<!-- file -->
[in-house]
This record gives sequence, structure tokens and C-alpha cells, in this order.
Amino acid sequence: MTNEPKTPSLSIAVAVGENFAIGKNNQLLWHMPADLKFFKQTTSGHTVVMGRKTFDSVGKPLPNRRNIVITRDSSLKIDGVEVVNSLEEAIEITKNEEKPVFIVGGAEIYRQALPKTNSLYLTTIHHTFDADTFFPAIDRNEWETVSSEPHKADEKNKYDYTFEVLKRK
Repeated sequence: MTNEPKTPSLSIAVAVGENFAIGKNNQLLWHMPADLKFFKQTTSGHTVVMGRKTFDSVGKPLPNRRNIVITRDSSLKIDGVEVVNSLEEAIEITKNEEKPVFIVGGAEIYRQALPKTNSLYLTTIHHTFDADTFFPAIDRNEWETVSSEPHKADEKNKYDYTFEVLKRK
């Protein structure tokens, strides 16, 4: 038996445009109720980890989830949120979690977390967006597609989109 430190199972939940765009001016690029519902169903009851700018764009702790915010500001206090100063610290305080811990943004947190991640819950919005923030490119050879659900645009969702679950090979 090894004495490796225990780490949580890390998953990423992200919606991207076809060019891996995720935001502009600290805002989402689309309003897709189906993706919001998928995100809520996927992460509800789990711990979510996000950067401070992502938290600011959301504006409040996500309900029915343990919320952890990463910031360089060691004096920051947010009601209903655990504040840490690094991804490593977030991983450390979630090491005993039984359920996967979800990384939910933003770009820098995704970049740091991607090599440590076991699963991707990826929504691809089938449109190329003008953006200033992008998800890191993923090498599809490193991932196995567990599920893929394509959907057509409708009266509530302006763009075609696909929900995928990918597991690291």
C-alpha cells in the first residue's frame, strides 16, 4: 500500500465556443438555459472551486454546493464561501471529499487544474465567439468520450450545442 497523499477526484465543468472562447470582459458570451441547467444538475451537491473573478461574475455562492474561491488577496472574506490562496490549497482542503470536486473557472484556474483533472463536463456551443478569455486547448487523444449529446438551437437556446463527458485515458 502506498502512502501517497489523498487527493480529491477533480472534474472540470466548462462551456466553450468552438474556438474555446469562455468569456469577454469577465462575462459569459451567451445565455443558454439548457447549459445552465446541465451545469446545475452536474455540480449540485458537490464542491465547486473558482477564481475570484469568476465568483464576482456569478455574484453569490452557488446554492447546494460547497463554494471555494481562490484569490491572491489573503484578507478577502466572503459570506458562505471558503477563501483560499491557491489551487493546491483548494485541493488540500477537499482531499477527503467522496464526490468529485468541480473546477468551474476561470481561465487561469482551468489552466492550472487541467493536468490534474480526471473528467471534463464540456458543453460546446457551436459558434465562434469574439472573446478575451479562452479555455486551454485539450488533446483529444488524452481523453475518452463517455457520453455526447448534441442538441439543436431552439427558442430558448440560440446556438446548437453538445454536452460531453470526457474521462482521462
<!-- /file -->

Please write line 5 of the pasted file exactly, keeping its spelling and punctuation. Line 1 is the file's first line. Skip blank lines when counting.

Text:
């Protein structure tokens, strides 16, 4: 038996445009109720980890989830949120979690977390967006597609989109 430190199972939940765009001016690029519902169903009851700018764009702790915010500001206090100063610290305080811990943004947190991640819950919005923030490119050879659900645009969702679950090979 090894004495490796225990780490949580890390998953990423992200919606991207076809060019891996995720935001502009600290805002989402689309309003897709189906993706919001998928995100809520996927992460509800789990711990979510996000950067401070992502938290600011959301504006409040996500309900029915343990919320952890990463910031360089060691004096920051947010009601209903655990504040840490690094991804490593977030991983450390979630090491005993039984359920996967979800990384939910933003770009820098995704970049740091991607090599440590076991699963991707990826929504691809089938449109190329003008953006200033992008998800890191993923090498599809490193991932196995567990599920893929394509959907057509409708009266509530302006763009075609696909929900995928990918597991690291």